Relatively all authors are very fond of creating an underlying message to criticize society. Authors do this through social commentary. The book “The Picture of Dorian Gray” is no exception. The author, Oscar Wilde, criticizes the upper class through the consistent underlying idea that people are often deceived by one's beauty and are unable to understand the poison that fills the world is corrupting it. From the beginning of this book, the social commentary towards the upper class begins with the structure of the novel. The novel is constructed to even deceive the reader. The first paragraph of the first chapter begins with a description of a beautiful summer day with “delicate perfume” (Wilde 1). It is a beautiful and pleasantly smelling environment but it is also …show more content…
innumerable cigarettes” by the name of “Lord Henry Wotton” (Wilde 1). Lord Henry Wotton begins the book as the poison in the air corrupting the beautiful environment. The next chapter begins with Dorian Gray who was just described by Basil as having a “simple and a beautiful nature” (Wilde 14). It begins with a beautiful description again through the use of pleasant diction. Wilde writes about it being “perfectly charming”. The chapter then is corrupted by Lord Henry's influence on page 17. This structure of chapter continues through the first 10 chapters and then shifts to fill a more gothic idea. The setting becomes more ominous with the environment having blinding “fog” (Wilde 147) and the “cold rain”(Wilde 184). As corruption is about to take over Dorian's life he becomes blinded by the “lovely night” and environment again. Each chapter is written
Such dreary diction stirs up emotion of desolation and misery as Hawthorne’s word choice connects and reminds his audience of dark thoughts. By opening his novel with such a grim subject, Hawthorne creates a contemptuous tone as he indirectly scorns the austere Puritans for their unforgiving and harsh manners. With the demonstrated disdain, Hawthorne criticizes puritan society and prepares his audience for further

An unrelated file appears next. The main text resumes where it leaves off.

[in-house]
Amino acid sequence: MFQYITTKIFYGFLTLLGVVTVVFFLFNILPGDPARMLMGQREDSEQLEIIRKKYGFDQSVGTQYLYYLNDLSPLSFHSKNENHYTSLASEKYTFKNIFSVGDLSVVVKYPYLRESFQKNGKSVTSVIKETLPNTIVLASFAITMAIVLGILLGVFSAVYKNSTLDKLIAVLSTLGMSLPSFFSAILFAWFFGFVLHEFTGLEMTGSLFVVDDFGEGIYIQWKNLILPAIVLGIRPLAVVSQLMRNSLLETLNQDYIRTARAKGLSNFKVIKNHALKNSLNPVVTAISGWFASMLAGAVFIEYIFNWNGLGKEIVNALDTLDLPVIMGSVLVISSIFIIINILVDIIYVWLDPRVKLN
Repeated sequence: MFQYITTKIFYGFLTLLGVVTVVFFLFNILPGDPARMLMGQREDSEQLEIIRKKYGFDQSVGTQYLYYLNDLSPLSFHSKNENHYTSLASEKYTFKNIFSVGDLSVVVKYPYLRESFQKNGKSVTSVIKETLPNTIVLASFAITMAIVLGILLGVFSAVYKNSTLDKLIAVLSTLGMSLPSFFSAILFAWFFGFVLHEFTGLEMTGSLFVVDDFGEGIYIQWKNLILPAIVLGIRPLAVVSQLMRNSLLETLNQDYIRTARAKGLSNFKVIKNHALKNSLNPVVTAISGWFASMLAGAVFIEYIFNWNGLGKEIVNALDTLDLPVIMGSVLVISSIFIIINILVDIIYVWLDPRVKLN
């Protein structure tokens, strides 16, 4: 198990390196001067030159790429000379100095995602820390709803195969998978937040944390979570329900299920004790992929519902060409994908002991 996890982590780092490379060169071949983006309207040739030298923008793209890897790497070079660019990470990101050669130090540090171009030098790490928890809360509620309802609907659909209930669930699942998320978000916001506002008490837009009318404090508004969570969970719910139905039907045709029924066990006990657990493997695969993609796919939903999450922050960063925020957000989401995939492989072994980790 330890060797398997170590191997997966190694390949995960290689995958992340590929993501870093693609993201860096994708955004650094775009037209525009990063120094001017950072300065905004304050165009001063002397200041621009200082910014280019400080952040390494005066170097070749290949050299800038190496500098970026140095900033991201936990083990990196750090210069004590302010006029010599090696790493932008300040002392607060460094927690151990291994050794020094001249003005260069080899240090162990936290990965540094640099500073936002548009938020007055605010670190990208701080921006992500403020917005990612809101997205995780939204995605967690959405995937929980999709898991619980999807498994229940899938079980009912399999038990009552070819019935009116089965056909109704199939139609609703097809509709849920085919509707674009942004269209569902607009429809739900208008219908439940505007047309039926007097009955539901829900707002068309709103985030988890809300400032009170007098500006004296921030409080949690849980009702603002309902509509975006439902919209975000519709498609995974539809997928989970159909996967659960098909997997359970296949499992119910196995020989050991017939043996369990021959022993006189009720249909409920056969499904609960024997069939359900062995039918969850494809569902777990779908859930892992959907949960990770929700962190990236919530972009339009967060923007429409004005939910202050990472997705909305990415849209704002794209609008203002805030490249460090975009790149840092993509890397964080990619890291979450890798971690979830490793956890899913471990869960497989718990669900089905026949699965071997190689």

Lord Henry even gave particular offense for female of the species, he said to Dorian Gray that ‘women are a decorative sex, no woman is a genius and women represent the triumph of matter over mind’. But, Dorian ignores Lord Henry’s advice and even invited him and Basil Hallward to watch Sibyl Vane’s act. This part was my favorite because Dorian Gray did not care what other people thought and truly believed himself that Sibyl Vane was a women that suites him and he was confident in his decision. The way of Oscar Wilde wrote this book was interesting because of good plot and twisted ending that made me hard to predict which is great. I loved it when this story touched about beauty and consequences if we did wrong, that was when Dorian Gray tried to kill the portrait, reflected as his soul made him killed himself.
From the beginning of the novel we get to see a model of poor and unconventional morality, Lord Henry Wotton, a man who is moved by an ethic current called “New Hedonism” which taking into account society’s ethics (specially the ones from the Victorian Era) is quite immoral. The New Hedonism basically consists in looking for the individual’s best comfort, pleasure and happiness (based on beauty), leaving aside the other’s comfort and what should be morally done. This character with poor morality is who guides the book’s main character Dorian Gray along his adventure. However, it is vital to take into account the fact that Dorian Gray is never forced to follow New Hedonism and that Wilde never influences or invites the reader to follow New Hedonist
The Picture of Dorian Gray, one of Oscar Wilde’s masterpieces, portrays one of the most important values and principles for him: aestheticism. As a criticism to the life lived during the Victorian era in England, Wilde exposed a world of beauty a freedom in contradiction to the lack of tolerance a limitation of that era; of course inspired due to Wilde’s personal life. All the restrictions of the Victorian England lead him to a sort of anarchism against what he found to be incoherent rules, and he expressed all this to his art. His literature is a strong, political and social criticism. He gave a different point of view to controversial topics such as life, morality, values, art, sexuality, marriage, and many others, and epigrams, for what he is very well known, where the main source to the exposure of his interpretations of this topic.